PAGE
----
Last night saw the launch of Die Braak Pavilion, the structure erected on the eponymous public space, which forms part of the Stellenbosch Triennale.
The pavilion is participatory in nature and the result of contributions from all walks of life ranging from communities who contributed recycled material, nature conservation agencies like CapeNature who contributed alien stumps for seating and crucially CS Property for erecting the skeleton structure from where the pavilion will evolve.
Conceived by architect Pieter Mattews, the structure is made from recycled material and will continue to evolve over the coming weeks through the participation of students, artists and the local community.
Die Braak Pavilion
The Pavilion is a gathering space for people from different walks of life who use it: Lawyers, tourists, churchgoers, workers, schoolchildren, homeless people to stop and linger.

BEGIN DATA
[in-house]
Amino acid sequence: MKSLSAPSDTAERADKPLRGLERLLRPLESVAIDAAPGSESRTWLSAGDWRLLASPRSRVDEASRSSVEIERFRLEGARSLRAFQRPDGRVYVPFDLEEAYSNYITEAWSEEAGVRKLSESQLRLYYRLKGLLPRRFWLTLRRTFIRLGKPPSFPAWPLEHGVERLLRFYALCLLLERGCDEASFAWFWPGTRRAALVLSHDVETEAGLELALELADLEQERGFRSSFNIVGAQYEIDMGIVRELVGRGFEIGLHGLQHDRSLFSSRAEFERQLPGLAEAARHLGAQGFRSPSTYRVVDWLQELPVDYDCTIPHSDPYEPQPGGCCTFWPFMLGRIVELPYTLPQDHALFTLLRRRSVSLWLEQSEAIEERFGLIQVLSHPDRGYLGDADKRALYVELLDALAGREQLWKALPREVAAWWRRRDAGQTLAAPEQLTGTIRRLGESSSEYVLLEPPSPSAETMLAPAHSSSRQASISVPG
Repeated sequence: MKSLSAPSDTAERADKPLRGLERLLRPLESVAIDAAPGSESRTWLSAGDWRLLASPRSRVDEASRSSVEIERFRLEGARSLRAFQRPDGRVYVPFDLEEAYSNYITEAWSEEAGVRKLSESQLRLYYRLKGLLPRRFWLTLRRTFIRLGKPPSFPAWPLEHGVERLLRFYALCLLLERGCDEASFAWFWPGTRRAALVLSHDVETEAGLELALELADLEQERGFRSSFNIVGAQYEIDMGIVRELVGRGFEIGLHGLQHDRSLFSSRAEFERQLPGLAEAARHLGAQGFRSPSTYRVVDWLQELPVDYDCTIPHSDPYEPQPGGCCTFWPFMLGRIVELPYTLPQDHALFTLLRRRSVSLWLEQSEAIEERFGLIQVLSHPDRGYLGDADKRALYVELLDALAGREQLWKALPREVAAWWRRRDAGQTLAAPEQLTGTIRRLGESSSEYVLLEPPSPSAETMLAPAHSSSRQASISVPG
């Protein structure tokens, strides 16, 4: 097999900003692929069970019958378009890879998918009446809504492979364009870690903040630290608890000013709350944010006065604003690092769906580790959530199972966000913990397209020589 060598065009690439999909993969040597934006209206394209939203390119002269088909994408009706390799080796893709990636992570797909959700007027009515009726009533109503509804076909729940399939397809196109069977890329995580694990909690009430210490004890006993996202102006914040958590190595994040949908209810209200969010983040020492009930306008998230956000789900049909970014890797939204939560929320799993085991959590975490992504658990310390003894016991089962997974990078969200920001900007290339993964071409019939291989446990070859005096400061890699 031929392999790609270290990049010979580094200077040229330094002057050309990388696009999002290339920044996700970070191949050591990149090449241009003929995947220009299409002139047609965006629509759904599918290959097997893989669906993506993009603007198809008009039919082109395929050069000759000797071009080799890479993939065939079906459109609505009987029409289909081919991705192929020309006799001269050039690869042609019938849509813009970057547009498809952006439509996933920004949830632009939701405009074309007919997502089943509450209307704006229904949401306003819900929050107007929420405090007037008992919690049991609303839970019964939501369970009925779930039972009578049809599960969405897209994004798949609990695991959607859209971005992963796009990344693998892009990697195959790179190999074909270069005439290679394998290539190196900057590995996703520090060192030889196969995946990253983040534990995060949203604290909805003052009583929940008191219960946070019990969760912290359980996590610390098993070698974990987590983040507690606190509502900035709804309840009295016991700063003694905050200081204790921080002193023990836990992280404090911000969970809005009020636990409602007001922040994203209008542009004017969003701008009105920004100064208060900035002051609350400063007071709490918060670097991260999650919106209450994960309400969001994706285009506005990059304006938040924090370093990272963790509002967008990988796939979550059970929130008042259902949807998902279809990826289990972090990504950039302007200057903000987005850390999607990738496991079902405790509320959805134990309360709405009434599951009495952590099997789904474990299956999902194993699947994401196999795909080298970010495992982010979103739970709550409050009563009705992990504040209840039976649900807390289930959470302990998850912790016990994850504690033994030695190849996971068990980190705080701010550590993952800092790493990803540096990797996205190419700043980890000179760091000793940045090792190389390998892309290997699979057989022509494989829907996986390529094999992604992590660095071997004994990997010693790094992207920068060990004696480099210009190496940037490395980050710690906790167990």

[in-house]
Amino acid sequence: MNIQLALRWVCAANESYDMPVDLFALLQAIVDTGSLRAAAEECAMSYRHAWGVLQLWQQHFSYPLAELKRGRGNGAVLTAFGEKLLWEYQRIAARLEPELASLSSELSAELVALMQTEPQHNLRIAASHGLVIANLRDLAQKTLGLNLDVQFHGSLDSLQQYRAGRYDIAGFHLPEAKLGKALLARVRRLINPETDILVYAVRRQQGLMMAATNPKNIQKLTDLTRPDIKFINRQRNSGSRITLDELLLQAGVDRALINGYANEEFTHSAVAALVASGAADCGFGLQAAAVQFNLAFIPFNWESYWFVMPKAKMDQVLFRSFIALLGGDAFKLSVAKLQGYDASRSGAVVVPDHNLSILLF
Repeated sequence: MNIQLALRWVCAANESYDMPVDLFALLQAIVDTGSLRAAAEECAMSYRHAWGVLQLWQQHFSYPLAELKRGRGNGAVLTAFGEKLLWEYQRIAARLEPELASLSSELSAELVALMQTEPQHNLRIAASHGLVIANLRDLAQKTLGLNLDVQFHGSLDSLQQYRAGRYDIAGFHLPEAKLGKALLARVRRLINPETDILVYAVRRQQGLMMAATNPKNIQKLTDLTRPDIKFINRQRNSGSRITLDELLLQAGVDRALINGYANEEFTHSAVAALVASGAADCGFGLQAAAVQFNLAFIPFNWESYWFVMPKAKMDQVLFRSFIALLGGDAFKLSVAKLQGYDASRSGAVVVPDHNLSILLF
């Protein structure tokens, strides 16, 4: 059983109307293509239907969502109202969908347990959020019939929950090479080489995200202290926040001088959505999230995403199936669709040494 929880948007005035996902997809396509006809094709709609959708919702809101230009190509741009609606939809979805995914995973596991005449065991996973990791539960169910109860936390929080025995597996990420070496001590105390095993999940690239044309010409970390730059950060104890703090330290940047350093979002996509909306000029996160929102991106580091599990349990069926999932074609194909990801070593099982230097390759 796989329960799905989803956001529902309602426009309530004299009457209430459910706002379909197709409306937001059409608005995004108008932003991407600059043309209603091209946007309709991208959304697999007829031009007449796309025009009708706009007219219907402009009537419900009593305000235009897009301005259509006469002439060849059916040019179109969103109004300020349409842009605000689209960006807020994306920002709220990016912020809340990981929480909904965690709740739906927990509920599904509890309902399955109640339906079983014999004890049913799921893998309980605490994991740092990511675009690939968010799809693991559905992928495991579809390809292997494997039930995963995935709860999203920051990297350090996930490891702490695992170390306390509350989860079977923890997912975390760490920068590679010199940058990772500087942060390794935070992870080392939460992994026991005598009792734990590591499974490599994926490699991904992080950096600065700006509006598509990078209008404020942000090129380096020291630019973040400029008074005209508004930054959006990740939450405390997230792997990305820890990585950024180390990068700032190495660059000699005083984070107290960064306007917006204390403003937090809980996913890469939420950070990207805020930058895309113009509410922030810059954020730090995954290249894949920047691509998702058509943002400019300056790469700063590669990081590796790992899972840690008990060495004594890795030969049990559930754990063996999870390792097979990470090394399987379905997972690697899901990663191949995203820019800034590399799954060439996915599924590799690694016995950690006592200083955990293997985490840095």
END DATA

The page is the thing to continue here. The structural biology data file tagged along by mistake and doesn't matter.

It represents a fusion between the disciplines of public art, sculpture and architecture. The Pavilion can be considered the “armature” or skeleton which keeps the conceptual notions upright and “grows” throughout the Triennale as people participate in its making.
An afterlife for the Pavilion is envisaged: as a playground for a crèche or perhaps a shading device for local crafters. Conversations around everyday materials and their afterlives are integral to the message the Pavilion portrays.
The notion of “embodied experience”, explained by architectural theorist Juhaani Pallasma as a full sensory experience in time and place, is the foundation of the Pavilion. It is intended as a space to be experienced, to be interacted with and contributed to.
By providing only the armature as defined structure, the Pavilion encourages local artists and the community to participate in the filling in of the Pavilion. Waste materials such as discarded fishing nets, ropes, plastic bags and nylon packaging will be woven and knotted as infill material.
The reuse of waste material will communicate the value of waste and the future of a waste economy. The Pavilion stands as a metaphor for the future of our planet’s depleting resources and the value of what we today refer to as “waste”.
The participatory process of the inaugural architectural Pavilion will be documented as testimony to the potential for symbiosis between creatives and observers, the planet and the people.